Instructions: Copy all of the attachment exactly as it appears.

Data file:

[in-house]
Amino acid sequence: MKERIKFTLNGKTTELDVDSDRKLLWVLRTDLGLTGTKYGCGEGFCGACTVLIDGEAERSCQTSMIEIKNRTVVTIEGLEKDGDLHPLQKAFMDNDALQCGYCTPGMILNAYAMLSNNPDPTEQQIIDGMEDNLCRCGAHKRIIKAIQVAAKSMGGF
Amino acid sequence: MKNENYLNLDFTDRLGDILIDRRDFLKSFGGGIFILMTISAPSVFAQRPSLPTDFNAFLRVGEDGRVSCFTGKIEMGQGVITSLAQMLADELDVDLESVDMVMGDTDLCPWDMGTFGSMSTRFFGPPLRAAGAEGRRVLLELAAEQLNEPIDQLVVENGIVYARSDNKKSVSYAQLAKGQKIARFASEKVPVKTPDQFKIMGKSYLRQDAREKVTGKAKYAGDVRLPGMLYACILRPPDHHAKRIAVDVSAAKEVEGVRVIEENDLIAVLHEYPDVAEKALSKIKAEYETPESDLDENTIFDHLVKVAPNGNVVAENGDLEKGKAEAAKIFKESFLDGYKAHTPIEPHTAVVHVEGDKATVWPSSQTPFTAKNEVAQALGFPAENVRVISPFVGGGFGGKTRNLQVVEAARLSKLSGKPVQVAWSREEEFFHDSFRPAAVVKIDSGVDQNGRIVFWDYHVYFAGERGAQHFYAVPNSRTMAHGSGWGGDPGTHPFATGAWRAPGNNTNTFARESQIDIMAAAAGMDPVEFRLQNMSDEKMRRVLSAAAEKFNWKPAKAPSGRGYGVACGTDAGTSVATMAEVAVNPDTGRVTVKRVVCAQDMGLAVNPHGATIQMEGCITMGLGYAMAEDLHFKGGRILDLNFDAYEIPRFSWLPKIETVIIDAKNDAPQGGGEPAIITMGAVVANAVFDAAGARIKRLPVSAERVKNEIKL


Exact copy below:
[in-house]
Amino acid sequence: MKERIKFTLNGKTTELDVDSDRKLLWVLRTDLGLTGTKYGCGEGFCGACTVLIDGEAERSCQTSMIEIKNRTVVTIEGLEKDGDLHPLQKAFMDNDALQCGYCTPGMILNAYAMLSNNPDPTEQQIIDGMEDNLCRCGAHKRIIKAIQVAAKSMGGF
Amino acid sequence: MKNENYLNLDFTDRLGDILIDRRDFLKSFGGGIFILMTISAPSVFAQRPSLPTDFNAFLRVGEDGRVSCFTGKIEMGQGVITSLAQMLADELDVDLESVDMVMGDTDLCPWDMGTFGSMSTRFFGPPLRAAGAEGRRVLLELAAEQLNEPIDQLVVENGIVYARSDNKKSVSYAQLAKGQKIARFASEKVPVKTPDQFKIMGKSYLRQDAREKVTGKAKYAGDVRLPGMLYACILRPPDHHAKRIAVDVSAAKEVEGVRVIEENDLIAVLHEYPDVAEKALSKIKAEYETPESDLDENTIFDHLVKVAPNGNVVAENGDLEKGKAEAAKIFKESFLDGYKAHTPIEPHTAVVHVEGDKATVWPSSQTPFTAKNEVAQALGFPAENVRVISPFVGGGFGGKTRNLQVVEAARLSKLSGKPVQVAWSREEEFFHDSFRPAAVVKIDSGVDQNGRIVFWDYHVYFAGERGAQHFYAVPNSRTMAHGSGWGGDPGTHPFATGAWRAPGNNTNTFARESQIDIMAAAAGMDPVEFRLQNMSDEKMRRVLSAAAEKFNWKPAKAPSGRGYGVACGTDAGTSVATMAEVAVNPDTGRVTVKRVVCAQDMGLAVNPHGATIQMEGCITMGLGYAMAEDLHFKGGRILDLNFDAYEIPRFSWLPKIETVIIDAKNDAPQGGGEPAIITMGAVVANAVFDAAGARIKRLPVSAERVKNEIKL